Europe’s twelve biggest clubs are facing a ban from playing in their respective national leagues and other UEFA competitions after launching a break-away European Super League on Sunday.
English Premier League clubs Liverpool, Manchester United, Manchester City, Chelsea, Arsenal and Tottenham Hotspur are among the teams that have signed up to the plans.
The are joined by Real Madrid, Barcelona and Atletico Madrid from Spain, and Italian Serie A trio of Juventus, AC Milan and Inter Milan.
The Super League said, in their statement, that they aimed to have 15 founding members and a 20-team league with five other clubs qualifying each season.
The clubs would share a fund of $4.19 billion to spend on infrastructure projects and to deal with the impact of the Covid-19 pandemic. The money would not be available to spend on players.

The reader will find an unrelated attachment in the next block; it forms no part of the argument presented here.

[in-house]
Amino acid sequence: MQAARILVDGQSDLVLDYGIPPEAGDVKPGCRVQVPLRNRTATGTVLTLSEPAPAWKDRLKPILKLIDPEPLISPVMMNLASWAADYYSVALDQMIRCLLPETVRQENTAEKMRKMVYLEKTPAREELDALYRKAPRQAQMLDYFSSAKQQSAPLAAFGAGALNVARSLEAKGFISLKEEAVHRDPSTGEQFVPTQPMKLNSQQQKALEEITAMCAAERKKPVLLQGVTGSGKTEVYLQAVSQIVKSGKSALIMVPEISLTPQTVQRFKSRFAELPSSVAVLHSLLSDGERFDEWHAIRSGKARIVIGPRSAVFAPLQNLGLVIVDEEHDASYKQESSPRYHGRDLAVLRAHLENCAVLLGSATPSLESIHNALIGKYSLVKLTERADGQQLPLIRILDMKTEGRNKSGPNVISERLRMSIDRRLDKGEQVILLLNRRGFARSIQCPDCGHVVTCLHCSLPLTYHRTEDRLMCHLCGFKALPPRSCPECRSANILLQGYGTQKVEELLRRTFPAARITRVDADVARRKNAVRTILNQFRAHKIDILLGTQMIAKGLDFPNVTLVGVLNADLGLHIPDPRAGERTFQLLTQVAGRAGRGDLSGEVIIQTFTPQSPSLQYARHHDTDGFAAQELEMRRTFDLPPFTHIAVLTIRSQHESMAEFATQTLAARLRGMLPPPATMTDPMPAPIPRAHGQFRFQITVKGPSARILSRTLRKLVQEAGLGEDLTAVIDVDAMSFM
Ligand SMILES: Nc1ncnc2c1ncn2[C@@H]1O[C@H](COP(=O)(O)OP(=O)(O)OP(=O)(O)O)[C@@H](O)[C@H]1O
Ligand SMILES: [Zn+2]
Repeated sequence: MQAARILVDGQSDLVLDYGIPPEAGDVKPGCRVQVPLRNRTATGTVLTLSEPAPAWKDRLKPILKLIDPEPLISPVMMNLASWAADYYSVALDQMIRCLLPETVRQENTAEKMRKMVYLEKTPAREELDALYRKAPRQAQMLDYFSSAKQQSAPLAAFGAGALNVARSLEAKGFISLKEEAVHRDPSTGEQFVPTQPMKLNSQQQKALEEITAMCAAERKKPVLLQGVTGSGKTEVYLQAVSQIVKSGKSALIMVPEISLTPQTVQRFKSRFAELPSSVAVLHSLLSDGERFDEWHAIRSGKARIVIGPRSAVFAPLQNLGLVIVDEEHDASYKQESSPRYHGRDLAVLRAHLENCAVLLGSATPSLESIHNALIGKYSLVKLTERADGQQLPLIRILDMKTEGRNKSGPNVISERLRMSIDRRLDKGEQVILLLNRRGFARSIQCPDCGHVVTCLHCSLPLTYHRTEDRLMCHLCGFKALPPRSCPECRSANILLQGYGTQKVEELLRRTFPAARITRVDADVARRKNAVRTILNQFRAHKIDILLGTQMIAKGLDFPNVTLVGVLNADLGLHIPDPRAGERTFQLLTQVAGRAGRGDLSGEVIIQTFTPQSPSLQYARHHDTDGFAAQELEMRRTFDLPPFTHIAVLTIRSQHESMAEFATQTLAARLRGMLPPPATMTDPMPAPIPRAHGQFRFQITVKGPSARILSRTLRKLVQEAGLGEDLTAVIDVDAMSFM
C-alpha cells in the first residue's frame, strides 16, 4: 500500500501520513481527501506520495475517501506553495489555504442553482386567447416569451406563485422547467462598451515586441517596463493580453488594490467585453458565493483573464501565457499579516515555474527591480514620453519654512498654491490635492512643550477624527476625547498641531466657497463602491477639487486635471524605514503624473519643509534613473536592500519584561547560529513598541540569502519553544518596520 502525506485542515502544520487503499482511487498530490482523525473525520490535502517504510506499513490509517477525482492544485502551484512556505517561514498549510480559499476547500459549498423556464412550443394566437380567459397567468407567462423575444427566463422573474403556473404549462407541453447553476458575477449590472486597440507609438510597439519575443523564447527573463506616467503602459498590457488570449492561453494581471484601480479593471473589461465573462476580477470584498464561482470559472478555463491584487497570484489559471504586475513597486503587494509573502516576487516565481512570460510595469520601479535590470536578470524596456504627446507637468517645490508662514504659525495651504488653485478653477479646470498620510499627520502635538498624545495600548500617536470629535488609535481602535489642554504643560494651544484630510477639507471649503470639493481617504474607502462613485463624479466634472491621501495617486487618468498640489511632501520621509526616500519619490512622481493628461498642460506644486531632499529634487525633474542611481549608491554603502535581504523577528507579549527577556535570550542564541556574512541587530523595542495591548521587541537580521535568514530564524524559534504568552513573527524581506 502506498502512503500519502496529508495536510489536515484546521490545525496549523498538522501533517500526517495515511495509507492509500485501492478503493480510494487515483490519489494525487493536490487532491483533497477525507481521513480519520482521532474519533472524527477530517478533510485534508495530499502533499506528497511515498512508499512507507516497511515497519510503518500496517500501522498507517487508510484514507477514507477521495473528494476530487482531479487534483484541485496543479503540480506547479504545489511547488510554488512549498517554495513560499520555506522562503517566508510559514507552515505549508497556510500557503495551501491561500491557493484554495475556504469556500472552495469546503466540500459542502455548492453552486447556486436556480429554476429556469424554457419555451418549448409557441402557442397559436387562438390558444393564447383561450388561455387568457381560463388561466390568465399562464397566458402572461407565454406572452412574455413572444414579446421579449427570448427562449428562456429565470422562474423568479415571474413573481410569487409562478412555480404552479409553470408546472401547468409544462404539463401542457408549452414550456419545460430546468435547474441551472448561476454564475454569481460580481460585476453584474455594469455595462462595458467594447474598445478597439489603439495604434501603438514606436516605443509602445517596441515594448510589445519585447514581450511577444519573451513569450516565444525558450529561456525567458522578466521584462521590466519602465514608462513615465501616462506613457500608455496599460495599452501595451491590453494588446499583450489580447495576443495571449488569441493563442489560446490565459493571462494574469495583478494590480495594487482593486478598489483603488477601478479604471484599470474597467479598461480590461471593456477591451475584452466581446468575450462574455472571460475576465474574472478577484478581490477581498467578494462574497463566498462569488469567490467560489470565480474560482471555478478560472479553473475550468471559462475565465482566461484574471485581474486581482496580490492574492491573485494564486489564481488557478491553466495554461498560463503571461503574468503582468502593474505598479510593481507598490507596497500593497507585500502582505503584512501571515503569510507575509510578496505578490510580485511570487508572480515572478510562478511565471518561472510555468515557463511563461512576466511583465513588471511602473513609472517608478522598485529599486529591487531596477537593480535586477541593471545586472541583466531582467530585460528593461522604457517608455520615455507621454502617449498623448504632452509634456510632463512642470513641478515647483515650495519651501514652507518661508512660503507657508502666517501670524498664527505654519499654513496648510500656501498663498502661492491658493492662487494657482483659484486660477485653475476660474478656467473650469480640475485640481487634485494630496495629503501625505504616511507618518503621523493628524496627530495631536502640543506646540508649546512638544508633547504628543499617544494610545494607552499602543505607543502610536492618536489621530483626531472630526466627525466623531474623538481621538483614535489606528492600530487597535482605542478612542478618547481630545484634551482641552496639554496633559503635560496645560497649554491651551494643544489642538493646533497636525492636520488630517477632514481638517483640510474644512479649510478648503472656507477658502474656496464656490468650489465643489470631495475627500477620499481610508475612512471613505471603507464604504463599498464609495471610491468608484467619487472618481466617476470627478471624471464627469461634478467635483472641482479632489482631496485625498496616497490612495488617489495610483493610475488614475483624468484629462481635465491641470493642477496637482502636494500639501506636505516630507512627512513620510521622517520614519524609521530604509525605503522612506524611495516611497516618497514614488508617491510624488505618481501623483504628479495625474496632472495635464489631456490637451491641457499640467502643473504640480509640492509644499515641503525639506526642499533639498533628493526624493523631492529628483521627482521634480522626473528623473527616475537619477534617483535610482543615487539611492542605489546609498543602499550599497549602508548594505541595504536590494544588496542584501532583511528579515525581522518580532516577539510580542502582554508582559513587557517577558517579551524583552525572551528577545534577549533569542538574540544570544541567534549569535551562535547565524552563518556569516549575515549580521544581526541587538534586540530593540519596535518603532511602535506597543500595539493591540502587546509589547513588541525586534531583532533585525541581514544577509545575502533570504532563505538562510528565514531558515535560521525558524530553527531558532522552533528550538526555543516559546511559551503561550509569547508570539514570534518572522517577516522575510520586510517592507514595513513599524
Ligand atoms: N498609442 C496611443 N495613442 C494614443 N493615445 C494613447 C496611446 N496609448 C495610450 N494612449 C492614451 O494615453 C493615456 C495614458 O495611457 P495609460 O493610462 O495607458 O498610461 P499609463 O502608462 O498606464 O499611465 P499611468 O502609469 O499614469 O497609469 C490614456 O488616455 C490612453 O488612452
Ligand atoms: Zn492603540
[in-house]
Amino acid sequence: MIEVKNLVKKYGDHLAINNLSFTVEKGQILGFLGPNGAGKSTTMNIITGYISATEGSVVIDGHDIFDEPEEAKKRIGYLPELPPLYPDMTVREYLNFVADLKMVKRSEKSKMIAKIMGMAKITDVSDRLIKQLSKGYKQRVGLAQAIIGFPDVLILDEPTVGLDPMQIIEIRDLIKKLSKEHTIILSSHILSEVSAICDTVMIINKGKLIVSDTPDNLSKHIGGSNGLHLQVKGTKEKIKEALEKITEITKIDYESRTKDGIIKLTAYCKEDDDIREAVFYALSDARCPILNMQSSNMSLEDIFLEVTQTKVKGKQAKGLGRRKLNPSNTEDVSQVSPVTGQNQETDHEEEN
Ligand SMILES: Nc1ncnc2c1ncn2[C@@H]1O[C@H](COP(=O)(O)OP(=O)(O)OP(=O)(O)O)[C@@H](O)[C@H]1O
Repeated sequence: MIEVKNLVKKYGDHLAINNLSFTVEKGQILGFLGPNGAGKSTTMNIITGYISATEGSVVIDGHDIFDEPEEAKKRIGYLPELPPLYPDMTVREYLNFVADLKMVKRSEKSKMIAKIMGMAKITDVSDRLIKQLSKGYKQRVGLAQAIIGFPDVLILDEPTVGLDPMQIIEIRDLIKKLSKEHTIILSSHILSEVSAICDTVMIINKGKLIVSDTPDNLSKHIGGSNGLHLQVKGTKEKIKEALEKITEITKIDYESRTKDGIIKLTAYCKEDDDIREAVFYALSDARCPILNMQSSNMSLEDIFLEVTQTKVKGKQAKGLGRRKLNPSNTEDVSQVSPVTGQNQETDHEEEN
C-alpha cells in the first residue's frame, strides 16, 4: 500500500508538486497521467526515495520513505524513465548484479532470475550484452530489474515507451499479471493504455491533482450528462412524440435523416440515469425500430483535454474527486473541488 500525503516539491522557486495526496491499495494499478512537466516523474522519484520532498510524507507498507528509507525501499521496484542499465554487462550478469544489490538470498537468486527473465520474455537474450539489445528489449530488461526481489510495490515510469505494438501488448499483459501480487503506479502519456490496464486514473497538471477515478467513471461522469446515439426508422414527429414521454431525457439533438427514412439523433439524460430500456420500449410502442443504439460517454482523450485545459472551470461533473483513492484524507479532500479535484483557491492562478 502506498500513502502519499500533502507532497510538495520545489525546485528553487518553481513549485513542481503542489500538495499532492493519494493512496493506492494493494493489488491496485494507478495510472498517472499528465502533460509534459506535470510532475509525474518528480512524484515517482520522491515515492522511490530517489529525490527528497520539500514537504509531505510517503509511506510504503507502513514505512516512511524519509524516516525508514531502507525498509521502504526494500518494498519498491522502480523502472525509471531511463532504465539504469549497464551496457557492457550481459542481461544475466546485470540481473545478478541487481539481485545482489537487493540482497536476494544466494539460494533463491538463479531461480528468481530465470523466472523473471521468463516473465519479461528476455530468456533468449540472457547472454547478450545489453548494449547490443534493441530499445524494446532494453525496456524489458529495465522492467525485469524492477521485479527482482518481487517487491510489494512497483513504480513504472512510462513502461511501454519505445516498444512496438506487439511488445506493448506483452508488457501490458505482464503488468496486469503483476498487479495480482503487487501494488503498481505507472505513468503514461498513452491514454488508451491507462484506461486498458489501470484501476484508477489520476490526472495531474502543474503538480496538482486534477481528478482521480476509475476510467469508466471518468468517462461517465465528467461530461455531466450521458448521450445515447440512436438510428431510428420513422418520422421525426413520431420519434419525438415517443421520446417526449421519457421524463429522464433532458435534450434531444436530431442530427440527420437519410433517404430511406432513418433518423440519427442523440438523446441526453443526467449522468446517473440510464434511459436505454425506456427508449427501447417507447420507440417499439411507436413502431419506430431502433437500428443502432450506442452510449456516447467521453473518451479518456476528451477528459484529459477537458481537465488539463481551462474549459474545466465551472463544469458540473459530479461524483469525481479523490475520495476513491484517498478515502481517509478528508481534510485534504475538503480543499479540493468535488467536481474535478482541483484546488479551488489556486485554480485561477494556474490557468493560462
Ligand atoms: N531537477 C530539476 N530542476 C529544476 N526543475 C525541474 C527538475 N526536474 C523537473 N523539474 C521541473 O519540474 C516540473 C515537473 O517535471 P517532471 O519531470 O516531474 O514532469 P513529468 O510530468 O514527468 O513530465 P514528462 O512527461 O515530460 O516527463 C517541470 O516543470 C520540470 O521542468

The move to create a super league has been condemned by football authorities and politicians with UEFA declaring that they will ban any team which participate in the competition.
“The clubs concerned will be banned from playing in any other competition at domestic, European or world level, and their players could be denied the opportunity to represent their national teams,” UEFA said.
“We thank those clubs in other countries, especially the French and German clubs, who have refused to sign up to this. We call on all lovers of football, supporters and politicians, to join us in fighting against such a project if it were to be announced. This persistent self-interest of a few has been going on for too long. Enough is enough.”